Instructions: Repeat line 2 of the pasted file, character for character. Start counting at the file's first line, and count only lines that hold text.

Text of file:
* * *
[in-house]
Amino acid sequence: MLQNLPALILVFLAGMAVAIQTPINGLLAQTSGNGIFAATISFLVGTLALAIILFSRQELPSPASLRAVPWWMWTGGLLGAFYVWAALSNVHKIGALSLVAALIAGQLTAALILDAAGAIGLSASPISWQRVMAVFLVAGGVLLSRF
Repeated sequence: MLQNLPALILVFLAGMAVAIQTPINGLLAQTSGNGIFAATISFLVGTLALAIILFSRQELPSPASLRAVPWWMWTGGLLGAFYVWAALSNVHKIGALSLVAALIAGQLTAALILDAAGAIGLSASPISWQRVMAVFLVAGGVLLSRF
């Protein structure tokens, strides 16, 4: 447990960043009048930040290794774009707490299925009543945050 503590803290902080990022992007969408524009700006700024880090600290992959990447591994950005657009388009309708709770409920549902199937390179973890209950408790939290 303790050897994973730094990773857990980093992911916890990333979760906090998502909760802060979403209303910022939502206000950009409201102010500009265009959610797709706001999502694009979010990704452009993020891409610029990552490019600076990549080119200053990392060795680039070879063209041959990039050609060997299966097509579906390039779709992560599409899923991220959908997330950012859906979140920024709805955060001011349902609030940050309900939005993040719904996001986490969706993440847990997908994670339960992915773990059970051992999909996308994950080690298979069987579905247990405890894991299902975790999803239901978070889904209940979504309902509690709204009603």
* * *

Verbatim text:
Amino acid sequence: MLQNLPALILVFLAGMAVAIQTPINGLLAQTSGNGIFAATISFLVGTLALAIILFSRQELPSPASLRAVPWWMWTGGLLGAFYVWAALSNVHKIGALSLVAALIAGQLTAALILDAAGAIGLSASPISWQRVMAVFLVAGGVLLSRF